cause an abrupt drop in global temperatures
and rainfall by blocking up to 10% of sunlight
from reaching the Earth’s surface. Sudden global
cooling would shorten growing seasons and
cause frosts in summer, threatening agriculture
worldwide. As many as one billion deaths would
result from a nuclear-weapon-induced famine,
and infectious disease epidemics and further
conflict would inevitably follow.
Photo credit: Eric Bowers
The Medical Challenge
“Next I was diagnosed as having malignant
lymphomas. I had surgery, but the tumors
continue to appear twice a year, every year.”
Survivor of the atomic bombing of Nagasaki
Ionizing radiation has high energy,
and thus can chemically alter
atoms it strikes. Living cells
exposed to high doses of ionizing
radiation are severely damaged.
The resulting radiation sickness
can kill people over the course of
days, weeks or months. Production
in the bone marrow of red blood
cells, which carry oxygen, and
white blood cells, which defend
against infection, is very sensitive
Eyes: High doses can trigger
cataracts months later.
Thyroid: Hormone glands
vulnerable to cancer. Radioactive
iodine builds up in thyroid.
Children most at risk.
Lungs: Vulnerable to DNA damage
when radioactive material is
Stomach: Vulnerable if radioactive
material is swallowed.
Reproductive organs: High doses
can cause sterility. Plutonium
concentrates in the gonads, leading
to birth defects and miscarriages.
“Nuclear weapons constitute the greatest immediate
threat to the health and survival of mankind.”
—The World Health Organization (WHO), 1983
Since the atomic bombings
of Hiroshima and Nagasaki,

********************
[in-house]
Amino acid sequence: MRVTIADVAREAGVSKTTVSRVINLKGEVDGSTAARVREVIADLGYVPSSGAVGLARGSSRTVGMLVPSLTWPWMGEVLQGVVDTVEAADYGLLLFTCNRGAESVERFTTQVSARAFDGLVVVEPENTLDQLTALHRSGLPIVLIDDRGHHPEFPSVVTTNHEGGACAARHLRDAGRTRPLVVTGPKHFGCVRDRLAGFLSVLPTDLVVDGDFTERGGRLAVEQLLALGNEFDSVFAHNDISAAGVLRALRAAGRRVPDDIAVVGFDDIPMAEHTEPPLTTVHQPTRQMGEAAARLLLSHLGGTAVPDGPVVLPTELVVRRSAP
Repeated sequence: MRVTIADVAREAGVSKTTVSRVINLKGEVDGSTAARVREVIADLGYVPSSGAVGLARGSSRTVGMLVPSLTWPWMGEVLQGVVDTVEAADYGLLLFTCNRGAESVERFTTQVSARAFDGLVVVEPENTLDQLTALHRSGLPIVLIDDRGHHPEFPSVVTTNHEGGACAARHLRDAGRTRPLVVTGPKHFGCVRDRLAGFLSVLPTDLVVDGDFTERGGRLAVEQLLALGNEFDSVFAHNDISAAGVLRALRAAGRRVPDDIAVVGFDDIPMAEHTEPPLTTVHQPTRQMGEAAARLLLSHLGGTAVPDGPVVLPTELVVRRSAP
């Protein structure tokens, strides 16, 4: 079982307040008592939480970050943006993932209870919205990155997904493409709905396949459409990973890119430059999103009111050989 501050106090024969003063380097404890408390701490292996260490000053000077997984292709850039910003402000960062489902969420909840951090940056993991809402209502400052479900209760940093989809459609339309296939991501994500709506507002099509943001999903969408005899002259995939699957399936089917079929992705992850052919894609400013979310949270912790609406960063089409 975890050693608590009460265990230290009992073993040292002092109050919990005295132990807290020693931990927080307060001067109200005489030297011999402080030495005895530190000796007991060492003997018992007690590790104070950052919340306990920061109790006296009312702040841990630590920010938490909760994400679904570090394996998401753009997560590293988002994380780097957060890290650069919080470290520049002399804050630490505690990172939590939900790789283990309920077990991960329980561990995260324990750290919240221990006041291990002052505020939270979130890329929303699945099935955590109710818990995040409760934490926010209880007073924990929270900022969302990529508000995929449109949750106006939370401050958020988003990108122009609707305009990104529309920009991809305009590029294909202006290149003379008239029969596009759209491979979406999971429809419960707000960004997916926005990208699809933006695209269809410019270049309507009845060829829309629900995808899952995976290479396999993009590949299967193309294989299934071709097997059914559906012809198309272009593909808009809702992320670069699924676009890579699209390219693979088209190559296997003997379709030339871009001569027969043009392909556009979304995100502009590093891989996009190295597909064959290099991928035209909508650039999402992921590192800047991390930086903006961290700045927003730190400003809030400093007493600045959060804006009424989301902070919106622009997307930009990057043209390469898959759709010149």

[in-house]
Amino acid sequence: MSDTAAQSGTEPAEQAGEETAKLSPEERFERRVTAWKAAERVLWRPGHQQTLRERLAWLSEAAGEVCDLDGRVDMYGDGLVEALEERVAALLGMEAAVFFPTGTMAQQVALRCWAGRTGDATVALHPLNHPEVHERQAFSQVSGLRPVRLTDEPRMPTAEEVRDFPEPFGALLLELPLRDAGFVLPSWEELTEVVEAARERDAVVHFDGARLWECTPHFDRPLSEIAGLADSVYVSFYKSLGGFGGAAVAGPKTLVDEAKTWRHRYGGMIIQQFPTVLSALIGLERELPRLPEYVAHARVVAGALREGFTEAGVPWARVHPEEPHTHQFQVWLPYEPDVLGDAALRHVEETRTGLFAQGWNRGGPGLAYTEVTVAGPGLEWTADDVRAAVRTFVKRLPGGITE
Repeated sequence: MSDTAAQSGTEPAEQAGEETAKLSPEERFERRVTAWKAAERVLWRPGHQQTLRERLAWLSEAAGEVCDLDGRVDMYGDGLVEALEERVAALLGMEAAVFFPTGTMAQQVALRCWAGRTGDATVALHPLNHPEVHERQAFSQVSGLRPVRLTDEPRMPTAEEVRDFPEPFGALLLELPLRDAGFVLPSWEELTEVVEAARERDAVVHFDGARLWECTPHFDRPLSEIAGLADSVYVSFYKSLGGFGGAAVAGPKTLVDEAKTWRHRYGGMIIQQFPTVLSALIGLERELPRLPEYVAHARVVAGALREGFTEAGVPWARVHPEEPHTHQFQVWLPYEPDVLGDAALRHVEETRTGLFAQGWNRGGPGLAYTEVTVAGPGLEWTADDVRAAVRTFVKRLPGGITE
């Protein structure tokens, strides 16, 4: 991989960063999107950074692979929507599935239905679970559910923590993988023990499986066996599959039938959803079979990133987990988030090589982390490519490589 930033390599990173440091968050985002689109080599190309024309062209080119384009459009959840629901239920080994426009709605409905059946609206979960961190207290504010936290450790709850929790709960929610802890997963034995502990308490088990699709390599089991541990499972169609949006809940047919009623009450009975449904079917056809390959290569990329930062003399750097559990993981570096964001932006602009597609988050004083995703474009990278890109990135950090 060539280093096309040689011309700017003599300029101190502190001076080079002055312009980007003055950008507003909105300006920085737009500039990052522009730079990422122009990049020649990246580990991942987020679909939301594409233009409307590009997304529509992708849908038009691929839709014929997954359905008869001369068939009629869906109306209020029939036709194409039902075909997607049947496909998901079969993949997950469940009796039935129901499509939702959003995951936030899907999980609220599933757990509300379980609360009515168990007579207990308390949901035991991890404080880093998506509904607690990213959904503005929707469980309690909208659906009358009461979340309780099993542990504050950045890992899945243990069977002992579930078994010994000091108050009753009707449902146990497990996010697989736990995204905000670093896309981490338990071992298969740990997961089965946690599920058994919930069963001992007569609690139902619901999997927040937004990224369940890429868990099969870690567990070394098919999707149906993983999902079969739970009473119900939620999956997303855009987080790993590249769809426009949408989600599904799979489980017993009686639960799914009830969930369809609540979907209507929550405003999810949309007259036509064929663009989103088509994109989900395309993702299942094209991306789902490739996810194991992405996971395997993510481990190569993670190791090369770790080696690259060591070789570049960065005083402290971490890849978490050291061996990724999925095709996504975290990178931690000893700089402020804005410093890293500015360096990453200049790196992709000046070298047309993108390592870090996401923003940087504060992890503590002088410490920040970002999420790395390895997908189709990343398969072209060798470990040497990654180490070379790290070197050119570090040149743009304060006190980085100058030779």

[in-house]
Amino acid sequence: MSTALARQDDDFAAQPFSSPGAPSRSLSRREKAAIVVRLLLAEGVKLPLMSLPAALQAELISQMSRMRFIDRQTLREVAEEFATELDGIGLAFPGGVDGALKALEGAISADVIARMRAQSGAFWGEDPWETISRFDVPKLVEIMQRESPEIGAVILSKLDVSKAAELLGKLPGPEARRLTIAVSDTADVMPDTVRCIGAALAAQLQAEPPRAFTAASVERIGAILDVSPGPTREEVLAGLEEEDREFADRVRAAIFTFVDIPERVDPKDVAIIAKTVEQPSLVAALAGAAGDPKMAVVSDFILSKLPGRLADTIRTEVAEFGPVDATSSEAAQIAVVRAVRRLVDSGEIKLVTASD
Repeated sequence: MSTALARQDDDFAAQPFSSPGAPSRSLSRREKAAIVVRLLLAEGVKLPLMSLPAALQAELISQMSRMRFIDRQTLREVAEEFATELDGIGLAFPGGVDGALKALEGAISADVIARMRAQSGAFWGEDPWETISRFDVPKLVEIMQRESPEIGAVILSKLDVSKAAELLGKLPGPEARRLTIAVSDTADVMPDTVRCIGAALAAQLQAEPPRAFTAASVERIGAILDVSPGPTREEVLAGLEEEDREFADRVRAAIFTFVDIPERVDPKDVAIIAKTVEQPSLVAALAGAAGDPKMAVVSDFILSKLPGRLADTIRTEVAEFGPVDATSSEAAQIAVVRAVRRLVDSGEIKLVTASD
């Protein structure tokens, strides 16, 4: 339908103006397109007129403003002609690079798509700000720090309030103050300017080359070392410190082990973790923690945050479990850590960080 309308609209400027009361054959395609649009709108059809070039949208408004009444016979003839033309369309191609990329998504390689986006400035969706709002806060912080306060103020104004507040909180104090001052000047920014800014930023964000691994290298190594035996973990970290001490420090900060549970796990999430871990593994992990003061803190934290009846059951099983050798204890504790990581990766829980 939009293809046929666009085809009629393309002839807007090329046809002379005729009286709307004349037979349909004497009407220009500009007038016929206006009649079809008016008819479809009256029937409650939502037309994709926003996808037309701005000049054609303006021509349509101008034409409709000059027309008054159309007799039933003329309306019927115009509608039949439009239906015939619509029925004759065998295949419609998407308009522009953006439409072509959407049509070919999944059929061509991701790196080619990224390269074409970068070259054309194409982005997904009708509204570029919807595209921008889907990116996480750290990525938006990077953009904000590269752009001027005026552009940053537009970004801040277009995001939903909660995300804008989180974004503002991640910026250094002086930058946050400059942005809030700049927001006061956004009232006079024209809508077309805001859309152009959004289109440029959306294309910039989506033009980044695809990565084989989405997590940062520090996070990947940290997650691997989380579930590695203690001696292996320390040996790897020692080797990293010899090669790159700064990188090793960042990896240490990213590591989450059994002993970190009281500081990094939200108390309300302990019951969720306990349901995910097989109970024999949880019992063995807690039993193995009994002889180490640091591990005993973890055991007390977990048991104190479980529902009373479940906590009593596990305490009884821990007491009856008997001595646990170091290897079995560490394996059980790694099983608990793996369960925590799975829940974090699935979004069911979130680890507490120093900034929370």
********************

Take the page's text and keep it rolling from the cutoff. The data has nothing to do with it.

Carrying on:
physicians, other health
professionals and scientists
have documented the
horrifying medical and
of nuclear weapons
explosions—often based on
firsthand experience of
treating the victims.
Radiation can also damage the
DNA in living cells. The affected
cells may die or be altered
(causing mutations), and may in
time become cancerous.
Skin: High doses cause redness
Bone marrow: Radiation can
lead to leukemia and other
immune system diseases.
A lethal dose of radiation can
involve as little energy as the heat
in a sip of hot coffee.
The blast from a nuclear
explosion instantly kills
people close to ground zero,
from incineration, multiple
injuries and high levels of
radiation. Internal injures such
as lung injuries, ear damage
and internal bleeding occur
at much greater distances.
Shattered glass, bricks,
concrete and wood from
destroyed buildings are
hurled by the blast, and the
people themselves are
turned into missiles, killing
and injuring more people.
The lethal area from the
blast of an average strategic
weapon of 1 megaton is likely
to be over 100 square km.
The explosion also causes
severe burns and eye
injuries. The heat wave
ignites fires that may
combine into immense
firestorms. Within these
areas, even people in
underground shelters will
die from extreme heat or
International Physicians for the Prevention of
Nuclear War (IPPNW) was founded by US and
Soviet physicians in 1980. This global federation of
physician experts, which was awarded the Nobel
Peace Prize in 1985, came together to explain the
medical and scientific facts of nuclear war to
policy makers and the public, and to advocate the
elimination of nuclear weapons—prevention—as
the only possible “cure” for nuclear war.
Left: Many of those incinerated by the intense
heat left behind only the shadow they cast at
the moment of the blast. Nagasaki, 1945.
The Economic Challenge
“The world is over-armed and peace is
Secretary-General of the United Nations
Despite renewed commitments by nations to achieve a
nuclear-weapon-free world, all of the nuclear-armed
powers continue to invest vast sums of money in these
weapons. In 2011, they passed a new milestone by
collectively spending more than $100 billion on their
“The question is whether the country is earning a
good return on its national-security ‘investment,’ for
it is clearly an investment in peace and safety, as well
perhaps in oil supply and exports. The bottom line is,
Don't Bank on the Bomb
A report released in 2012 by the International Campaign to Abolish Nuclear
Weapons (ICAN) identifies more than 300 banks, pension funds, insurance
companies and asset managers in 30 countries with substantial investments
in nuclear arms producers.
Sterling Professor of Economics, Yale University
Estimated Core and Total Costs of
Nuclear Weapons Programs, 2011